Yes. That’s the $64,000 question, Chris. I think if we look back at September relative to July and August, we saw an uptick in volatility, both with respect to intraday vol and what I’ll call volatility, where it captures when markets are closed. And yet our portfolios did not perform well as they normally would in an environment like this.
I think it’s difficult to point to anyone measure, because there are many factors. I think generally speaking, when there is a fair amount of momentum anytime people have positions and they provide liquidity, they continuously provide liquidity when momentum is going against them. And so, there is little bit of a trade-off between momentum and mean reversion. But those are – that really oversimplifies it. And so that very much oversimplifies the issue.
But I think generally speaking, these things tends not to last too long. And I would expect to see things revert to more normal environment and then I would expect for volatility in volume and spreads to be the primary driver. So, it’s a difficult one to put a finger on and tell you to look at this factor or that factor. But when you see broad shifts in the market and you’re a liquidity provider to those projects that’s usually when you get hurt.
Understood. And any color in terms of kind of the non-U.S. retail market, whether that environment has gotten any better in the fourth quarter?
Well, I think the non-U.S. retail market where we trade in London is okay is just not very big. And so I don’t have any color on that environment. We’re actually one of the largest players in that market, it’s just a fraction the size here, at least, for equities in Europe. So I don’t have any color to give you there other than Europe was incredibly slow last quarter.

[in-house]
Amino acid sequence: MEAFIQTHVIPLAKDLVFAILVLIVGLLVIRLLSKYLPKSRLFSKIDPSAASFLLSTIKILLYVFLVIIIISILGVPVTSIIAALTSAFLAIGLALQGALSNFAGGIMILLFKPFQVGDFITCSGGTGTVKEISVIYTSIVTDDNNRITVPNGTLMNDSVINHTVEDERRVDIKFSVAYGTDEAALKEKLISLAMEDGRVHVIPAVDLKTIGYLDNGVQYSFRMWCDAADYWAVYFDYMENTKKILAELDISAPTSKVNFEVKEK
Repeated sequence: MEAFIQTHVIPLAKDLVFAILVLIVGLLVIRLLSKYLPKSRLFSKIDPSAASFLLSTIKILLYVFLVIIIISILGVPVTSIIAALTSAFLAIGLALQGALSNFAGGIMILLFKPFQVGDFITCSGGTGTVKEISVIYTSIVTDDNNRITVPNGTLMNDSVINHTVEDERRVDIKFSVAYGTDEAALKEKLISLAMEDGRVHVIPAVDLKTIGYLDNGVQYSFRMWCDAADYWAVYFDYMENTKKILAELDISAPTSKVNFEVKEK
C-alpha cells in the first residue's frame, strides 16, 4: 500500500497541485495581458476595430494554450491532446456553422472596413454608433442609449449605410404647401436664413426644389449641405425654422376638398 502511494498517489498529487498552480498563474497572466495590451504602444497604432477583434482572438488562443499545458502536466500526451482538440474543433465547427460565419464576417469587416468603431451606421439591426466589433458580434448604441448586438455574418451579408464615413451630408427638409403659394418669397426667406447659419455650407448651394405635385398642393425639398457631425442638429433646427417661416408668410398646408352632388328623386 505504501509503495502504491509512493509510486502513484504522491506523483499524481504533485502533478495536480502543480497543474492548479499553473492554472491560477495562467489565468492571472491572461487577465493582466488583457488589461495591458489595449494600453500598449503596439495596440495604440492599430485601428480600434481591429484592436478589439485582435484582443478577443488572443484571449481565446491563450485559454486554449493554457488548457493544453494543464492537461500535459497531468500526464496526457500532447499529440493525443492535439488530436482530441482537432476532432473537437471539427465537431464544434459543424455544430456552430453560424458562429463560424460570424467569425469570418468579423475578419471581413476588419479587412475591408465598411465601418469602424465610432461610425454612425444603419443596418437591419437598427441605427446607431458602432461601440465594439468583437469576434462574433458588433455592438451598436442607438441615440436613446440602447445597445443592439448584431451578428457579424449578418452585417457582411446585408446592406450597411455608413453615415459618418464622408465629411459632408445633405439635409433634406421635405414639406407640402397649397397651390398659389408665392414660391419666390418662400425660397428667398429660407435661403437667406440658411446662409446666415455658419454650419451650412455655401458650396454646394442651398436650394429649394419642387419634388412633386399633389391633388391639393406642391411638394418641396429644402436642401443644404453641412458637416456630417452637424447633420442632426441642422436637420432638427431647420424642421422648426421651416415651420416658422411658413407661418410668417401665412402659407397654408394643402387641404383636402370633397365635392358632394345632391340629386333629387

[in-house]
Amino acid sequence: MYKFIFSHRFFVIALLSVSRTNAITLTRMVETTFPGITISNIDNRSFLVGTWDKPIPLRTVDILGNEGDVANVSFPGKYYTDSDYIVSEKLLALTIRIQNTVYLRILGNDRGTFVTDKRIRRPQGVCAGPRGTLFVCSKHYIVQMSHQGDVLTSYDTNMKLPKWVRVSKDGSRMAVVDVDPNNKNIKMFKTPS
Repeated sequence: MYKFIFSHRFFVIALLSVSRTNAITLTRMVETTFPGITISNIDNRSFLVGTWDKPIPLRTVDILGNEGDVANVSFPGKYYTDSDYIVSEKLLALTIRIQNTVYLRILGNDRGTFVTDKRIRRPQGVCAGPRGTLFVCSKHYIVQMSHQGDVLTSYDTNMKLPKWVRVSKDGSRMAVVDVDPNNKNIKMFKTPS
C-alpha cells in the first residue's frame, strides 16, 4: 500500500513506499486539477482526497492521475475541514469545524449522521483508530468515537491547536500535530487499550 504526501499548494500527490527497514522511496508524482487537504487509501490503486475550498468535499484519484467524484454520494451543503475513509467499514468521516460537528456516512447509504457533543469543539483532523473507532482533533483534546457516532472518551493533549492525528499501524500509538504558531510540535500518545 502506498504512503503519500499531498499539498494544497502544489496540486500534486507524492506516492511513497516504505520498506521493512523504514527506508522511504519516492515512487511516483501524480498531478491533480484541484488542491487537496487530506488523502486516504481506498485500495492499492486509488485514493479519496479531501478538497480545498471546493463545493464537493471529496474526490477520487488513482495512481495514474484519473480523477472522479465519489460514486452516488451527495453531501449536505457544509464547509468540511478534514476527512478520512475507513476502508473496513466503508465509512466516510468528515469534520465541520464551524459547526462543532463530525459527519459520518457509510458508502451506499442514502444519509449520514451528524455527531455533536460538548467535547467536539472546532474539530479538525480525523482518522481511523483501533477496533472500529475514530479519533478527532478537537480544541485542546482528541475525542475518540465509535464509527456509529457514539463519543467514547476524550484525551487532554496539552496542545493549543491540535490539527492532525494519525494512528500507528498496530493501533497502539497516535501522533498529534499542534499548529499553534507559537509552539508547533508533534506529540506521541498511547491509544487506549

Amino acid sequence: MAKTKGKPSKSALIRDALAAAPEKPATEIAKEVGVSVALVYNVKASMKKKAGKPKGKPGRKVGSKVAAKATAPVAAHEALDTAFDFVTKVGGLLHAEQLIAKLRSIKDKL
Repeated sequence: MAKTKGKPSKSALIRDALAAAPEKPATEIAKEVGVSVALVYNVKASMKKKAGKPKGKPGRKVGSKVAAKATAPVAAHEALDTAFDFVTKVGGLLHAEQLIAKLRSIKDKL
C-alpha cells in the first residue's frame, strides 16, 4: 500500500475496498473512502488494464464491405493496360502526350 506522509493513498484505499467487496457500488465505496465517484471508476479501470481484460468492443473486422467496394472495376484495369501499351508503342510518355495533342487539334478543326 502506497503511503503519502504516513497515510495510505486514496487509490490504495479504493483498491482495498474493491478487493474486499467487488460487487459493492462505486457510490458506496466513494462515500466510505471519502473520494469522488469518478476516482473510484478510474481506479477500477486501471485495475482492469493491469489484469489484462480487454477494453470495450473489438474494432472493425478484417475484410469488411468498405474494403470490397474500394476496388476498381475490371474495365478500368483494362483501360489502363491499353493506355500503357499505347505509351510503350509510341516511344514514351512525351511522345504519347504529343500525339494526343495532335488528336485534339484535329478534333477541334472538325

I would say on non-U.S. equity market making, we had some good performance in pockets like treasuries, but some of the other markets we have – we have more work to do and some of the other markets were pretty dormant in Q3.
Understood. And then just the Bats stake, the 4.4 million shares that you are free to sell right now, I mean, any color in terms of what your near-term plans are? Any ability to kind of monetize it quickly?
Well, I don’t have any detail color for obvious reasons. We’re trying to figure out the most efficient way to deploy capital and return it. We have plenty of time to make this decision and we will look at it daily and weekly and try to decide what to do. We appreciate this was not a great quarter. And so we appreciate our shareholders and we would like to do something for them, but at the same time, I can’t give you any prescription or formula on how we’re going to do it for obvious reasons.
Got it. Thanks, guys.
We’ll take our final question from Chris Harris with Wells Fargo.
Thanks. So you guys have made some pretty big cuts to your expenses already. If we continue to get this pretty challenging market environment, do you have more flexibility there? I imagine you do, but maybe you can talk a little bit about that?
Why don’t I talk about expenses and how we see them going forward, because really we don’t want to get too caught up in one quarter, because the work we have to do is multiple quarters to bring sort of our structural expenses down. But I think next year, we need to be in the mid-600s for our expenses in a normal environment with respect to revenues. And that’s what we’re focused on.